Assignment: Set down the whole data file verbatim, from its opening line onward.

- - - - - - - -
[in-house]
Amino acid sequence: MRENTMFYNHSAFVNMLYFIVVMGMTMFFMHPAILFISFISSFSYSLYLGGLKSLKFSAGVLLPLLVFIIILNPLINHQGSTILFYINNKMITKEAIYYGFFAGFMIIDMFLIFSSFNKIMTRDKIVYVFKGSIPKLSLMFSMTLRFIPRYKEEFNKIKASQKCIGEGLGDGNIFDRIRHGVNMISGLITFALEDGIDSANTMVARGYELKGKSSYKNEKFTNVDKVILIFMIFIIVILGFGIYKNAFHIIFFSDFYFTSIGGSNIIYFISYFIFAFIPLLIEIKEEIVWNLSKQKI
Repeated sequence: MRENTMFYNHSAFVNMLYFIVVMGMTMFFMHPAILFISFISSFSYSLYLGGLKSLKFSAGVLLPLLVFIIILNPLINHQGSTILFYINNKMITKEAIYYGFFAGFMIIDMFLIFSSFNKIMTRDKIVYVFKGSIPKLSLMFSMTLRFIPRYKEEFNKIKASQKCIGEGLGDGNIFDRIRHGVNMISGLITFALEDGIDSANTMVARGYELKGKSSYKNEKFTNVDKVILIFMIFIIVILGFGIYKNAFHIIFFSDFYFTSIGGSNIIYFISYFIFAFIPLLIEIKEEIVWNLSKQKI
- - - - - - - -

[in-house]
Amino acid sequence: MRENTMFYNHSAFVNMLYFIVVMGMTMFFMHPAILFISFISSFSYSLYLGGLKSLKFSAGVLLPLLVFIIILNPLINHQGSTILFYINNKMITKEAIYYGFFAGFMIIDMFLIFSSFNKIMTRDKIVYVFKGSIPKLSLMFSMTLRFIPRYKEEFNKIKASQKCIGEGLGDGNIFDRIRHGVNMISGLITFALEDGIDSANTMVARGYELKGKSSYKNEKFTNVDKVILIFMIFIIVILGFGIYKNAFHIIFFSDFYFTSIGGSNIIYFISYFIFAFIPLLIEIKEEIVWNLSKQKI
Repeated sequence: MRENTMFYNHSAFVNMLYFIVVMGMTMFFMHPAILFISFISSFSYSLYLGGLKSLKFSAGVLLPLLVFIIILNPLINHQGSTILFYINNKMITKEAIYYGFFAGFMIIDMFLIFSSFNKIMTRDKIVYVFKGSIPKLSLMFSMTLRFIPRYKEEFNKIKASQKCIGEGLGDGNIFDRIRHGVNMISGLITFALEDGIDSANTMVARGYELKGKSSYKNEKFTNVDKVILIFMIFIIVILGFGIYKNAFHIIFFSDFYFTSIGGSNIIYFISYFIFAFIPLLIEIKEEIVWNLSKQKI